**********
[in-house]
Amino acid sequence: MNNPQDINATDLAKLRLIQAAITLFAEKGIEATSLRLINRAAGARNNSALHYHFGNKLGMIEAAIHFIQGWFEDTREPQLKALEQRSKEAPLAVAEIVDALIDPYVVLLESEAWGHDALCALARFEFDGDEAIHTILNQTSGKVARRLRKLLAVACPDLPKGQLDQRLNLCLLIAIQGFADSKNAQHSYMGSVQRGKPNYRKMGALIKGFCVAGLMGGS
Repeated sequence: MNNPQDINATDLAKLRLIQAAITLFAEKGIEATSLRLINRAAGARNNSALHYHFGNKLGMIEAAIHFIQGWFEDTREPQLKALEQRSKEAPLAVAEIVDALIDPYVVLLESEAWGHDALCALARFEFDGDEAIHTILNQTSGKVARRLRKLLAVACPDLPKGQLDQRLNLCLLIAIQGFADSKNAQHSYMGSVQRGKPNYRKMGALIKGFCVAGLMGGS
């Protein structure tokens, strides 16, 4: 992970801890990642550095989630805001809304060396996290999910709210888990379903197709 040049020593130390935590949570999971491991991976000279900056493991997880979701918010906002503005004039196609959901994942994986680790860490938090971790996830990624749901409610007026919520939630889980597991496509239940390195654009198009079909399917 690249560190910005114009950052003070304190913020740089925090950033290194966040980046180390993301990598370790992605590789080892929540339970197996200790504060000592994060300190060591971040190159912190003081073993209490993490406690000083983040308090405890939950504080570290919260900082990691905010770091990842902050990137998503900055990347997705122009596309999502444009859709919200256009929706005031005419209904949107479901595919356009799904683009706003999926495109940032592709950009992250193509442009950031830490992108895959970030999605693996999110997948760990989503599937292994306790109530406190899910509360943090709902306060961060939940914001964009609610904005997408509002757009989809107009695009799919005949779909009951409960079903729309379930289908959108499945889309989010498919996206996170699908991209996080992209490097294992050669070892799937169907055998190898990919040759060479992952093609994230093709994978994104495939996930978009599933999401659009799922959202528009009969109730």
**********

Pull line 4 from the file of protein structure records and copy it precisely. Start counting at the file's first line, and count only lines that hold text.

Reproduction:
């Protein structure tokens, strides 16, 4: 992970801890990642550095989630805001809304060396996290999910709210888990379903197709 040049020593130390935590949570999971491991991976000279900056493991997880979701918010906002503005004039196609959901994942994986680790860490938090971790996830990624749901409610007026919520939630889980597991496509239940390195654009198009079909399917 690249560190910005114009950052003070304190913020740089925090950033290194966040980046180390993301990598370790992605590789080892929540339970197996200790504060000592994060300190060591971040190159912190003081073993209490993490406690000083983040308090405890939950504080570290919260900082990691905010770091990842902050990137998503900055990347997705122009596309999502444009859709919200256009929706005031005419209904949107479901595919356009799904683009706003999926495109940032592709950009992250193509442009950031830490992108895959970030999605693996999110997948760990989503599937292994306790109530406190899910509360943090709902306060961060939940914001964009609610904005997408509002757009989809107009695009799919005949779909009951409960079903729309379930289908959108499945889309989010498919996206996170699908991209996080992209490097294992050669070892799937169907055998190898990919040759060479992952093609994230093709994978994104495939996930978009599933999401659009799922959202528009009969109730």